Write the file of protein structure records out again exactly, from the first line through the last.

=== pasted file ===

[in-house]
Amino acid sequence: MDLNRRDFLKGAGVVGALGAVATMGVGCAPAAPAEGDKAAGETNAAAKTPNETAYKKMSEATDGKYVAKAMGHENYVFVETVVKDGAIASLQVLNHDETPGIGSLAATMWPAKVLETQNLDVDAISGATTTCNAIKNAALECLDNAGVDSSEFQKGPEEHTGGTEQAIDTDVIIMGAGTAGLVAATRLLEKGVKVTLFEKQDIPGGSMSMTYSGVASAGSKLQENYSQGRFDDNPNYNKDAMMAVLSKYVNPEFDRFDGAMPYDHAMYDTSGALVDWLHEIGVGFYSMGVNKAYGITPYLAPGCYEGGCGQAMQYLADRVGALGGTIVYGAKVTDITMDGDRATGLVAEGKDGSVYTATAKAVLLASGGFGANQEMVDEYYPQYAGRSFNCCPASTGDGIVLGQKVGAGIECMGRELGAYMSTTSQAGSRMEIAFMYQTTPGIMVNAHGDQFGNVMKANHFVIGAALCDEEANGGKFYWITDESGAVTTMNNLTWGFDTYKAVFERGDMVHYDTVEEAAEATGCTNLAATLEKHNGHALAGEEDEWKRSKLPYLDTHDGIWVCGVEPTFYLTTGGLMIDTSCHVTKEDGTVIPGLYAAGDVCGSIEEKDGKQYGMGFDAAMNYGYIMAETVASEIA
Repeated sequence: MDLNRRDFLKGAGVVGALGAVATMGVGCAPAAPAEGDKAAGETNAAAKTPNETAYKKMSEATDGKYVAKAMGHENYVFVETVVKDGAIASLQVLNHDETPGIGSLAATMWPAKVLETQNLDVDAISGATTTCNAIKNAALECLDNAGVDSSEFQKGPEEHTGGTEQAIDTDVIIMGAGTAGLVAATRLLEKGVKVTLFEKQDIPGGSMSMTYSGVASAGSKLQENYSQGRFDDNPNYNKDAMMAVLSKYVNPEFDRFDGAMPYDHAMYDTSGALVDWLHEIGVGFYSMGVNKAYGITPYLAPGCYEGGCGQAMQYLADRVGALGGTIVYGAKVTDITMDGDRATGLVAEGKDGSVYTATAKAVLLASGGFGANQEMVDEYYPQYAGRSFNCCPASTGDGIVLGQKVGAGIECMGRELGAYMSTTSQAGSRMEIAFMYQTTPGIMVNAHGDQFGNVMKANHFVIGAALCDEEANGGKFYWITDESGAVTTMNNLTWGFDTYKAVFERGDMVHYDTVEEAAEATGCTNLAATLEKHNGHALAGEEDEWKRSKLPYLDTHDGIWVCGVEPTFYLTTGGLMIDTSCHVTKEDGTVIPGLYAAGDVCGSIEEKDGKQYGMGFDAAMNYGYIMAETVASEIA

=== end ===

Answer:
[in-house]
Amino acid sequence: MDLNRRDFLKGAGVVGALGAVATMGVGCAPAAPAEGDKAAGETNAAAKTPNETAYKKMSEATDGKYVAKAMGHENYVFVETVVKDGAIASLQVLNHDETPGIGSLAATMWPAKVLETQNLDVDAISGATTTCNAIKNAALECLDNAGVDSSEFQKGPEEHTGGTEQAIDTDVIIMGAGTAGLVAATRLLEKGVKVTLFEKQDIPGGSMSMTYSGVASAGSKLQENYSQGRFDDNPNYNKDAMMAVLSKYVNPEFDRFDGAMPYDHAMYDTSGALVDWLHEIGVGFYSMGVNKAYGITPYLAPGCYEGGCGQAMQYLADRVGALGGTIVYGAKVTDITMDGDRATGLVAEGKDGSVYTATAKAVLLASGGFGANQEMVDEYYPQYAGRSFNCCPASTGDGIVLGQKVGAGIECMGRELGAYMSTTSQAGSRMEIAFMYQTTPGIMVNAHGDQFGNVMKANHFVIGAALCDEEANGGKFYWITDESGAVTTMNNLTWGFDTYKAVFERGDMVHYDTVEEAAEATGCTNLAATLEKHNGHALAGEEDEWKRSKLPYLDTHDGIWVCGVEPTFYLTTGGLMIDTSCHVTKEDGTVIPGLYAAGDVCGSIEEKDGKQYGMGFDAAMNYGYIMAETVASEIA
Repeated sequence: MDLNRRDFLKGAGVVGALGAVATMGVGCAPAAPAEGDKAAGETNAAAKTPNETAYKKMSEATDGKYVAKAMGHENYVFVETVVKDGAIASLQVLNHDETPGIGSLAATMWPAKVLETQNLDVDAISGATTTCNAIKNAALECLDNAGVDSSEFQKGPEEHTGGTEQAIDTDVIIMGAGTAGLVAATRLLEKGVKVTLFEKQDIPGGSMSMTYSGVASAGSKLQENYSQGRFDDNPNYNKDAMMAVLSKYVNPEFDRFDGAMPYDHAMYDTSGALVDWLHEIGVGFYSMGVNKAYGITPYLAPGCYEGGCGQAMQYLADRVGALGGTIVYGAKVTDITMDGDRATGLVAEGKDGSVYTATAKAVLLASGGFGANQEMVDEYYPQYAGRSFNCCPASTGDGIVLGQKVGAGIECMGRELGAYMSTTSQAGSRMEIAFMYQTTPGIMVNAHGDQFGNVMKANHFVIGAALCDEEANGGKFYWITDESGAVTTMNNLTWGFDTYKAVFERGDMVHYDTVEEAAEATGCTNLAATLEKHNGHALAGEEDEWKRSKLPYLDTHDGIWVCGVEPTFYLTTGGLMIDTSCHVTKEDGTVIPGLYAAGDVCGSIEEKDGKQYGMGFDAAMNYGYIMAETVASEIA